For CBS Sports, For CBS Sports, ‘one goal, one night, one game’
Brown’s public weight loss goal is one of many illustrations of the importance CBS is placing on Super Bowl 50, a game that the league and network are promising will be the biggest of big events. He spent all of August rehabbing from the surgery to be ready for the season, when he travels to “Thursday Night Football” sites during the week and New York on the weekends. Brown wants to make sure he is in good shape when more than 100 million viewers tune in to watch the game in February.
“We recognize from the top of our organization that this is a big year,” Brown said.
|James Brown and the CBS “NFL Today” crew are gearing up for Super Bowl 50.
“Sean told me, ‘Look. You’re a grown man. You can make your own decisions. But this is a big year for us, so just be mindful of that,’” Brown said. “I just had hip surgery. I sat back and said, ‘You’re right.’”
The Week 1 scene at the CBS Broadcast Center showed the nervous energy that comes with being the broadcaster for Super Bowl 50. I asked McManus when he feels the pressure of handling what’s being billed as the biggest Super Bowl, and he joked, “Whenever I think about it.”
“Super Bowl 50 is always in either the back of our mind or the front of our mind, whenever we’re doing anything NFL football-wise,” he said. “During the games, we’re concentrating a whole lot more on the individual game than we are on Super Bowl 50. But it’s always out there and will be mentioned every day of our football coverage.”
Super Bowl 50 was part of CBS’s production throughout the afternoon, starting with the opening minutes of its “NFL Today” pregame show, which opened with a voice-over saying, “There’s one goal, one night, one game that everyone thinks about all year long. In February, the biggest one of them all is coming. And here at CBS it’s been 50 years in the making.”
The opening then showed highlights from various Super Bowls. During games, the CBS on-screen score bug declared “Home to Super Bowl 50.” The pregame show had the Lombardi Trophy on set, as it will each week during the season. And each game featured vignettes of relevant Super Bowl highlights. In the Chiefs-Texans game, for example, CBS showed highlights of Super Bowl IV with Chiefs quarterback Len Dawson. It then cut to a shot of Dawson today, who was sitting in the radio booth at the Texans’ NRG Stadium.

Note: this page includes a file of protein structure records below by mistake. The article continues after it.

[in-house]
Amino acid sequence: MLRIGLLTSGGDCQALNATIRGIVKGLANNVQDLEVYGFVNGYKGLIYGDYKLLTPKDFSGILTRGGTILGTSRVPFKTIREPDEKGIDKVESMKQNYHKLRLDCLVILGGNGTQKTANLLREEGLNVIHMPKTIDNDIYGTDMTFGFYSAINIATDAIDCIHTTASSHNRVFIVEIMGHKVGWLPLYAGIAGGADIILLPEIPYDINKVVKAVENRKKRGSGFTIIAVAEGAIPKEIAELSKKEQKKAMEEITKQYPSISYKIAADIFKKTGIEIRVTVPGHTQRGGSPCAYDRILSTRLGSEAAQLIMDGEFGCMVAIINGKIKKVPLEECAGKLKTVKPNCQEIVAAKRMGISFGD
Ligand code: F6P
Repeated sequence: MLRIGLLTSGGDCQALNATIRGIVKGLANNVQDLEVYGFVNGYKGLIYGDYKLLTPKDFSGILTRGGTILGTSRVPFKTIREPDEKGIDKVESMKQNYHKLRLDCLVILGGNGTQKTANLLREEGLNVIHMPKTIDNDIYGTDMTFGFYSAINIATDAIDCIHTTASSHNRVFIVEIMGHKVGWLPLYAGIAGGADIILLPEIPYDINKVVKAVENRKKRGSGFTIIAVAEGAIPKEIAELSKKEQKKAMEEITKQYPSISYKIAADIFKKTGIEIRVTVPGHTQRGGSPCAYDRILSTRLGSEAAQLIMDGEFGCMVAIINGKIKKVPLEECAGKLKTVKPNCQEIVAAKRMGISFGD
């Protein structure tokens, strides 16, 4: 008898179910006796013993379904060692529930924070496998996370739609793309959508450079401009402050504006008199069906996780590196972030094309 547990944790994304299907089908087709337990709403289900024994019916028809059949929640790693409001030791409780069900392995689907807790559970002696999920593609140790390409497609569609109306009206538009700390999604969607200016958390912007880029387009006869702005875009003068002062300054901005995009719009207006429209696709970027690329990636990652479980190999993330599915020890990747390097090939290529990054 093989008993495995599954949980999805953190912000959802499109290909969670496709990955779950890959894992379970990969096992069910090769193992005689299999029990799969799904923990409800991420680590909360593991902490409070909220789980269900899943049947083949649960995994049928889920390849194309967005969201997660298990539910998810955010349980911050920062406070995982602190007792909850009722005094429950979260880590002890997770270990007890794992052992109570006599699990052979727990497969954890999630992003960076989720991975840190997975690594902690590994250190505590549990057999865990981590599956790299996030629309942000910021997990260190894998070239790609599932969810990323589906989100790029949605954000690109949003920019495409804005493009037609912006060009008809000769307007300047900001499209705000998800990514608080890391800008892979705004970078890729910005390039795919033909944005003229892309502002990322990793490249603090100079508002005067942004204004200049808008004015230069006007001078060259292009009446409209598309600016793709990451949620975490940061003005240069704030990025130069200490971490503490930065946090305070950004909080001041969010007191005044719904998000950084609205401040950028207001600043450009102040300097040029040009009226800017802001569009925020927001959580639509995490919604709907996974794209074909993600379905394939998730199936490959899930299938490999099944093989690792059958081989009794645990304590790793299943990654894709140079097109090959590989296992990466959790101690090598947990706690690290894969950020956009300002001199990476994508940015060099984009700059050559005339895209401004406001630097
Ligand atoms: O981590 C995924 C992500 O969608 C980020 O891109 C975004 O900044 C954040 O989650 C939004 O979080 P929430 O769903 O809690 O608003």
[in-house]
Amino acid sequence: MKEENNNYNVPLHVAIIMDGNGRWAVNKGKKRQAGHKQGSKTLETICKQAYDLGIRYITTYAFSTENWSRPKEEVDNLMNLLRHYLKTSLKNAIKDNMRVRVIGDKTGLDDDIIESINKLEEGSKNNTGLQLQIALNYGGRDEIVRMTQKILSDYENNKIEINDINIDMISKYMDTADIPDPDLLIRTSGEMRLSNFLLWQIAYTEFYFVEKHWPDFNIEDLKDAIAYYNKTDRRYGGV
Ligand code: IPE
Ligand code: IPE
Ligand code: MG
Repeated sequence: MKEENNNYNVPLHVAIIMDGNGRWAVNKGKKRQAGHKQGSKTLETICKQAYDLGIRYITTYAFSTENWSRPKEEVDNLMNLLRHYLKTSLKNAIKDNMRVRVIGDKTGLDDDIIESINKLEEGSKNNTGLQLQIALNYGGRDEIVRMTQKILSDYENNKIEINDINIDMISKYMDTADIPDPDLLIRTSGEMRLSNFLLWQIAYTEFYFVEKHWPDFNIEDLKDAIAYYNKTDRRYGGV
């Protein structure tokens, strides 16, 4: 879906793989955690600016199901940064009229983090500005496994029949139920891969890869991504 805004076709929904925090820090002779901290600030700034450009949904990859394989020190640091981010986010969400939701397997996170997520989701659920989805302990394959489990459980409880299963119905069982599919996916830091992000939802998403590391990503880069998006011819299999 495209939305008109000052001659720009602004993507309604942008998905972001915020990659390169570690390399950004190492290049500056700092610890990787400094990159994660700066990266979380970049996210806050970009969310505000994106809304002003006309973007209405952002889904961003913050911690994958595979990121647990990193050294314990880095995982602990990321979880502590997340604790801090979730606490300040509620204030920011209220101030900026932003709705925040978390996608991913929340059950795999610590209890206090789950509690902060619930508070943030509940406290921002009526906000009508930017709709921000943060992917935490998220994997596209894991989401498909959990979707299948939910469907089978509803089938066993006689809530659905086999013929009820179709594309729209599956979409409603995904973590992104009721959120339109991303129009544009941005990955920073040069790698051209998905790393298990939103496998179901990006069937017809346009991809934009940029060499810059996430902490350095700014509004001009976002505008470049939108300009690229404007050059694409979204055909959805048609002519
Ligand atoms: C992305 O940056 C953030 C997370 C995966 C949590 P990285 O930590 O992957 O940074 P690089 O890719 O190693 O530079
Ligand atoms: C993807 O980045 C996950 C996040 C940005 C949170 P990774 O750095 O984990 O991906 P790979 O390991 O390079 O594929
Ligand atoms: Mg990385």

“It’s never out of our mind,” said Drew Kaliski, producer for “The NFL Today.” “We’ve been meeting about it since the day after the Super Bowl two years ago in New York when we went out to San Francisco and started planning and preparation. For the last two years, it’s been hot and heavy. We’ve had weekly meetings to talk about ideas, everything from features and graphics to set locations. We’re full steam ahead.”
There always seems to be heightened excitement around the Week 1 schedule. But to me, the scene at CBS Broadcast Center as the 4 p.m. ET games drew to a close seemed to convey a sense of relief that the countdown to CBS’s own march to the Super Bowl had finally started.
In what CBS calls the MP room, a control room of sorts, CBS Sports’ top executives — McManus, CBS Sports President David Berson and Executive Producer Harold Bryant — erupted with whoops when Broncos safety Darian Stewart intercepted a pass at the end of the team’s first game to preserve a victory over the Ravens. The cheers were not so much in support of the Broncos. Rather, they were an acknowledgment of a thrilling finish to a competitive game.
It also marked the end of a day of NFL games where CBS left no doubt about the fact that it is this year’s Super Bowl broadcaster.
“There’s no bigger event than the Super Bowl,” Berson said. “It’s the biggest there is. Now this will be the biggest of the Super Bowls. It’s going to be the biggest event of all time.”